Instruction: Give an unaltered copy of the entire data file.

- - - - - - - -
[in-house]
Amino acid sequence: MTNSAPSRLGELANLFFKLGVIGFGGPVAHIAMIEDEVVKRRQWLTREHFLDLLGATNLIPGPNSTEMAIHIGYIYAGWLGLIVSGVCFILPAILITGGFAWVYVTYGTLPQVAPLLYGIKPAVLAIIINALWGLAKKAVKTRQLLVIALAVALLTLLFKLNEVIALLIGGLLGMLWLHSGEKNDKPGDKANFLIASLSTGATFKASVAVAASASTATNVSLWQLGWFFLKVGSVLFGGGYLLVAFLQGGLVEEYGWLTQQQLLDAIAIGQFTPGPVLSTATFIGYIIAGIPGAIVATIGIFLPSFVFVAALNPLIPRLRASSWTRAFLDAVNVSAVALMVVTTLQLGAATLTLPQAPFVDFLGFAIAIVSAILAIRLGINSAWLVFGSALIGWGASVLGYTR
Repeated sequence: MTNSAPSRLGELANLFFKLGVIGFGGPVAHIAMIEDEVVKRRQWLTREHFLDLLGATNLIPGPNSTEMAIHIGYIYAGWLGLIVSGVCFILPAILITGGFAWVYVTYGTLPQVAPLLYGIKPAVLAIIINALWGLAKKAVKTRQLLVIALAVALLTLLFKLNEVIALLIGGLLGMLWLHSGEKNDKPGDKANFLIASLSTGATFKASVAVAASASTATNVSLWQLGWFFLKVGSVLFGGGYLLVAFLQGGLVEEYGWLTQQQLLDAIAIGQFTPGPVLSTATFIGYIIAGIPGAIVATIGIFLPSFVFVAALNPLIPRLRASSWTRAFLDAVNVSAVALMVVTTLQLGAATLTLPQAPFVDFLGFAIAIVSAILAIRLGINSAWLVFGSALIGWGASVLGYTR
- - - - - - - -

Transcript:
[in-house]
Amino acid sequence: MTNSAPSRLGELANLFFKLGVIGFGGPVAHIAMIEDEVVKRRQWLTREHFLDLLGATNLIPGPNSTEMAIHIGYIYAGWLGLIVSGVCFILPAILITGGFAWVYVTYGTLPQVAPLLYGIKPAVLAIIINALWGLAKKAVKTRQLLVIALAVALLTLLFKLNEVIALLIGGLLGMLWLHSGEKNDKPGDKANFLIASLSTGATFKASVAVAASASTATNVSLWQLGWFFLKVGSVLFGGGYLLVAFLQGGLVEEYGWLTQQQLLDAIAIGQFTPGPVLSTATFIGYIIAGIPGAIVATIGIFLPSFVFVAALNPLIPRLRASSWTRAFLDAVNVSAVALMVVTTLQLGAATLTLPQAPFVDFLGFAIAIVSAILAIRLGINSAWLVFGSALIGWGASVLGYTR
Repeated sequence: MTNSAPSRLGELANLFFKLGVIGFGGPVAHIAMIEDEVVKRRQWLTREHFLDLLGATNLIPGPNSTEMAIHIGYIYAGWLGLIVSGVCFILPAILITGGFAWVYVTYGTLPQVAPLLYGIKPAVLAIIINALWGLAKKAVKTRQLLVIALAVALLTLLFKLNEVIALLIGGLLGMLWLHSGEKNDKPGDKANFLIASLSTGATFKASVAVAASASTATNVSLWQLGWFFLKVGSVLFGGGYLLVAFLQGGLVEEYGWLTQQQLLDAIAIGQFTPGPVLSTATFIGYIIAGIPGAIVATIGIFLPSFVFVAALNPLIPRLRASSWTRAFLDAVNVSAVALMVVTTLQLGAATLTLPQAPFVDFLGFAIAIVSAILAIRLGINSAWLVFGSALIGWGASVLGYTR